Wal Mart Supercenter
A Poem by Erika MeitnerGod Bless America says the bumper sticker on the racer-red
Rascal scooter that accidentally cuts me off in the Walmart parking lot
after a guy in a tricked-out jeep with rims like chrome pinwheels tries
to pick me up by honking, all before I make it past the automatic doors
waiting to accept my unwashed hair, my flip-flops, my lounge pants.
The old man on the scooter waves, sports a straw boater banded in blue & white,
and may or may not be the official greeter, but everyone here sure is friendly ---
even the faces of plastic bags, which wink yellow and crinkle with kindness,
sound like applause when they brush the legs of shoppers carrying them
to their cars. In Port Charlotte, a woman's body was found in a Jetta
in a Walmart parking lot. In a Walmart parking lot in Springfield,
a macaque monkey named Charlie attacked an eight-year-old girl.
I am a Walmart shopper, a tract-house dweller --- the developments
you can see clearly from every highway in America that's not jammed up
on farmland or pinned in by mountains. I park my car at a slant in the lot,
hugged tight by my neighbors' pickups. I drive my enormous cart
through the aisles and fill it with Pampers, tube socks, juice boxes, fruit.
In the parking lot of the McAllen Walmart, a woman tried to sell six
Bengal tiger cubs to a group of Mexican day laborers. A man carjacked
a woman in the parking lot of the West Miffiin Walmart, then ran
under a bridge and disappeared. Which is to say that the world
we expect to see looks hewn from wood, is maybe two lanes wide,
has readily identifiable produce, and the one we've got has jackknifed itself
on the side of the interstate and keeps skidding. The one we've got has clouds
traveling so fast across the sky it's like they're tied to an electric current.
But electricity is the same for everybody. It comes in the top of your head
and goes out your shoes, which will walk through these automatic doors.
In the Corbin Walmart parking lot a woman with a small amount of cash
was arrested for getting in and out of trucks. A man stepped out of his car
in the Columbus Walmart parking lot, and shot himself. I get in the checkout line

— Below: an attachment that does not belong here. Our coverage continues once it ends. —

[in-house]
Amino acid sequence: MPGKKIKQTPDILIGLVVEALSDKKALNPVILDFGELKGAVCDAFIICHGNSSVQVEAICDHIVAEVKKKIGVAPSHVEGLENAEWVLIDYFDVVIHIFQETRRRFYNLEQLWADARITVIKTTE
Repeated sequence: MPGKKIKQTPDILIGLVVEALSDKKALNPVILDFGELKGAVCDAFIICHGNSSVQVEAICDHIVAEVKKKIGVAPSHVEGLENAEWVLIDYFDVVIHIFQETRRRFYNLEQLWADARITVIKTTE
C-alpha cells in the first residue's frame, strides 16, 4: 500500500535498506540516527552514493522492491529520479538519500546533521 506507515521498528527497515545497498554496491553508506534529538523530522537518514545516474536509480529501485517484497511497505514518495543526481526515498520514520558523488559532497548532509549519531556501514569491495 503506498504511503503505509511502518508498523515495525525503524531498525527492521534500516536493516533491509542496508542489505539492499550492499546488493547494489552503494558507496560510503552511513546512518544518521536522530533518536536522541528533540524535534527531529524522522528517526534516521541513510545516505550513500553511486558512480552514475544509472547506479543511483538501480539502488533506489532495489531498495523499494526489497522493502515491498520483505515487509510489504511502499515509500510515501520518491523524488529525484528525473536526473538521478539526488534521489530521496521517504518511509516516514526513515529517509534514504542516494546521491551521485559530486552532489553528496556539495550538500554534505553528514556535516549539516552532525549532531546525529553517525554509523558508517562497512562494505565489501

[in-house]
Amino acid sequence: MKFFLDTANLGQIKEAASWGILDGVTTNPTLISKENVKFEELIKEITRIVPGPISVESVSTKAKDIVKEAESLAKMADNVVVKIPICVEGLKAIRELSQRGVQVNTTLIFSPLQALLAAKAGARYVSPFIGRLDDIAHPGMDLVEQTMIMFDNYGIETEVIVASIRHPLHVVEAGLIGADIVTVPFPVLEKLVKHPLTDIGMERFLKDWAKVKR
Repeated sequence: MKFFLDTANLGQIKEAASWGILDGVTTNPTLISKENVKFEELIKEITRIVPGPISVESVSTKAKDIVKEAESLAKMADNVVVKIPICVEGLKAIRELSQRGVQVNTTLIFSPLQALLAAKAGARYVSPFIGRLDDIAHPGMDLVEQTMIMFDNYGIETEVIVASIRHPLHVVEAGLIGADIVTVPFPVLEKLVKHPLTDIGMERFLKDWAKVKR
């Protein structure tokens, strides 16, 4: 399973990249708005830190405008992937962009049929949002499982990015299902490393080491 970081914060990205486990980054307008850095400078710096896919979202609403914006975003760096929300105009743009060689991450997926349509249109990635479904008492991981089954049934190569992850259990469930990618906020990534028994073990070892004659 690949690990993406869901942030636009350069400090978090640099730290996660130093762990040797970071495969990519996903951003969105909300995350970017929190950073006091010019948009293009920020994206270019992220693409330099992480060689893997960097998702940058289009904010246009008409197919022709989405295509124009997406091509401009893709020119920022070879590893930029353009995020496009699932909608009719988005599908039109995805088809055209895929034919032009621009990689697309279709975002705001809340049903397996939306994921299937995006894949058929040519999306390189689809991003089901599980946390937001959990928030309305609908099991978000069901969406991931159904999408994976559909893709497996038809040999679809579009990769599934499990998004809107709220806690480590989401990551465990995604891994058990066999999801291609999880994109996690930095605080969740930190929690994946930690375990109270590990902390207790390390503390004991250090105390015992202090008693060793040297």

behind a lighted number on a pole. The man in front of me jangles coins
in his pocket, rocks back and forth on his heels. The girl in front of him
carefully peels four moist dimes from her palm to pay for a small container
of honey-mustard dipping sauce. In the parking lot of the LaFayette Walmart,
grandparents left their disabled two-year-old grandson sitting in a shopping cart
and drove away. Employees in the parking lot at the La Grange Walmart
found a box containing seven abandoned kittens. I am not a Christian or
prone to idioms, but when the cashier says she is grateful for small mercies,
I nod in assent. Kyrie eleison, Christe eleison. The Latin root of mercy
means price paid, wages, merchandise, though now we use it as
compassion shown to a person in a position of powerlessness,
and sometimes forgiveness towards a person with no right
to claim it. God is merciful and gracious, but not just.
In the Walmart parking lot in Stockton, a man considered armed
and dangerous attacked his wife, beating her unconscious.
A couple tried to sell their six-month-old for twenty-five bucks
to buy meth in the Salinas Walmart parking lot. We who are in danger,
remember: mercy has a human heart. Mercy with her tender mitigations,
slow to anger and great in loving-kindness, with her blue employee's smock
emblazoned with How may I help you? Someone in this place have mercy on us.--- Copia
©2014, BOA Editions, Ltd.